By Erica Hamilton.
Pesticides, worker exploitation and environmental degradation.
Where do those lovely Valentine’s Day flowers in supermarkets and florist shops come from? If you live in North America, chances are they come from Latin America, where they were cultivated, selected, arranged and packed by young impoverished women hoping to earn a living wage to support their families. Unfortunately, these women are subject to working conditions set by an industry that seems to maximize profits at the expense of human health and environmental degradation.
The Environmental Working Group reported that cut flower workers are exposed to approximately 100 different kinds of pesticides, often without protective gear.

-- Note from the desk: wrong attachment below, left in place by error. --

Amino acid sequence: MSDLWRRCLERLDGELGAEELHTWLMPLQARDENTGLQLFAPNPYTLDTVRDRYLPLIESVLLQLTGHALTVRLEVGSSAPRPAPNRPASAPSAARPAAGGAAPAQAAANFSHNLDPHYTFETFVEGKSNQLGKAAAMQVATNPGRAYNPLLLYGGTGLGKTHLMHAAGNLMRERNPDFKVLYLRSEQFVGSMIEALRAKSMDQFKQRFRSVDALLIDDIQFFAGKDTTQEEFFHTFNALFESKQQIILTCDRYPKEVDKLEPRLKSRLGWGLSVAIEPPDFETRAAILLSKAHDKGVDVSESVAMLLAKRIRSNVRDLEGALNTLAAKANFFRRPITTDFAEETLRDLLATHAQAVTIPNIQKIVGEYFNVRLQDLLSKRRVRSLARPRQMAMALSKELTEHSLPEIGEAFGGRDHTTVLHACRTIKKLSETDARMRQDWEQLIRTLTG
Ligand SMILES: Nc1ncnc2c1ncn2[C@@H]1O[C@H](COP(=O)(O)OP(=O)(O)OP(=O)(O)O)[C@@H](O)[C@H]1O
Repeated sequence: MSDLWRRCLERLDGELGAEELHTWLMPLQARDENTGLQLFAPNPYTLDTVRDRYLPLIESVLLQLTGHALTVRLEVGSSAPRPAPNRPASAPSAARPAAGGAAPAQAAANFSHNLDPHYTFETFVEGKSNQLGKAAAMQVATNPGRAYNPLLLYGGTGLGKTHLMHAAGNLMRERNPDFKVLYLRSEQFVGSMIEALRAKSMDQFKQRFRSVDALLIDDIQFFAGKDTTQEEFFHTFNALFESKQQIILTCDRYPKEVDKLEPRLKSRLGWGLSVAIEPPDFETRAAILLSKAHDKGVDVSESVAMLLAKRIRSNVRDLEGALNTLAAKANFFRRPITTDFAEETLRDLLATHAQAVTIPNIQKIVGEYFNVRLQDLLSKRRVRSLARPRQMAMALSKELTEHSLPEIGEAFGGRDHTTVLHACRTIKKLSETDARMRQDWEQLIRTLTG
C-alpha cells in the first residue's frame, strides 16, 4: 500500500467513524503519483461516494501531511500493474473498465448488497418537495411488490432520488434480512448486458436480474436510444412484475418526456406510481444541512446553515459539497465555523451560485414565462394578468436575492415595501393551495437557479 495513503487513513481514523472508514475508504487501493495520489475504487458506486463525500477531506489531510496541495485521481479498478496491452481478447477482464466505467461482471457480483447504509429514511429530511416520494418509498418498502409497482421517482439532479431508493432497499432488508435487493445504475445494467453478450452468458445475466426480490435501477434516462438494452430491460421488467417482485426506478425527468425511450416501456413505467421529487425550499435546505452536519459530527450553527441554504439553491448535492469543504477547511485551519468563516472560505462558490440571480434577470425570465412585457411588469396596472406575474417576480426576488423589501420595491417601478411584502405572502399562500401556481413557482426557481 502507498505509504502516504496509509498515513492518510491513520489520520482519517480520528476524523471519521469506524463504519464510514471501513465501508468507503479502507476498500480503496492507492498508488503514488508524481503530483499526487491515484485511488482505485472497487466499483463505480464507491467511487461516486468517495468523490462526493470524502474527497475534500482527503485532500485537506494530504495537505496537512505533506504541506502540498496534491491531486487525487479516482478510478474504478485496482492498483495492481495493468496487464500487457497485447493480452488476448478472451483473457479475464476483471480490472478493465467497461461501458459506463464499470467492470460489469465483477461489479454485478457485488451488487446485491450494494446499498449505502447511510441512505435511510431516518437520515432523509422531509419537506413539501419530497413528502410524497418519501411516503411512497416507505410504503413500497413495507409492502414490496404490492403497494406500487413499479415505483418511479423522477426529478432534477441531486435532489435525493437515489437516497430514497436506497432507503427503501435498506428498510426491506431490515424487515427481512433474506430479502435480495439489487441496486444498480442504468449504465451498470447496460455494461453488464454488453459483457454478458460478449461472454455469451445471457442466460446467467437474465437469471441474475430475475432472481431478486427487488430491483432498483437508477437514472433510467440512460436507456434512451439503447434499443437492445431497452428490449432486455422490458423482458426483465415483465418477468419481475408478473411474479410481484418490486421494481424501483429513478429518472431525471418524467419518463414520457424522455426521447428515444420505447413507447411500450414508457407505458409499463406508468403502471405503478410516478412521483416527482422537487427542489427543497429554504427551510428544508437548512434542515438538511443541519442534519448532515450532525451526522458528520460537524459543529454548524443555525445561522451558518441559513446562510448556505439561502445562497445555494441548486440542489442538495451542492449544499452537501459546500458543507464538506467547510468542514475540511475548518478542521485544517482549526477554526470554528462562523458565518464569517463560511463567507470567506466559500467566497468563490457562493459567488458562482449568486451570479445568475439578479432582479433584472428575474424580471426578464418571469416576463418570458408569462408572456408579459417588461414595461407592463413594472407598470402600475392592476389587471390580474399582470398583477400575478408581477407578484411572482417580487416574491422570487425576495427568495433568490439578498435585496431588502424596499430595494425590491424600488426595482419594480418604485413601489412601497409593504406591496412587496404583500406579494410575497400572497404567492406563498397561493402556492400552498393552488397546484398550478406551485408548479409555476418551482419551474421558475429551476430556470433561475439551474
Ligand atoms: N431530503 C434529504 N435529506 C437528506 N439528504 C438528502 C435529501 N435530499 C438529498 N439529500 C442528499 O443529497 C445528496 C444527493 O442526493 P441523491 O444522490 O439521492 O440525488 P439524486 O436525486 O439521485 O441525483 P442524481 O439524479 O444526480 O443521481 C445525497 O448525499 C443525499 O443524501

Many cut-flower workers are exposed to a class of pesticides called dithiocarbamates. In the short-term, dithiocarbamates seem relatively benign; they can irritate the skin and they are not considered poisonous.
But long-term exposure is associated with abnormal thyroid function and reproductive birth defects in animals. Additionally, when they are absorbed internally (which could occur through the skin), they turn into another chemical that is carcinogenic (information from the NJ Department of Environmental Protection).
Pesticide exposure likely contributes to high rates of miscarriage among pregnant cut flower workers and birth defects among their children. Other factors include the long working hours–reportedly as much as 20 hours a day during the weeks before Valentine’s Day and Mother’s Day–and the hot temperatures in greenhouses.
Floriculture drains groundwater and pollutes surface water.
The environmental impact of….
Read more at ELEPHANT JOURNAL
View Escape The Illusion
Subscribe via RSS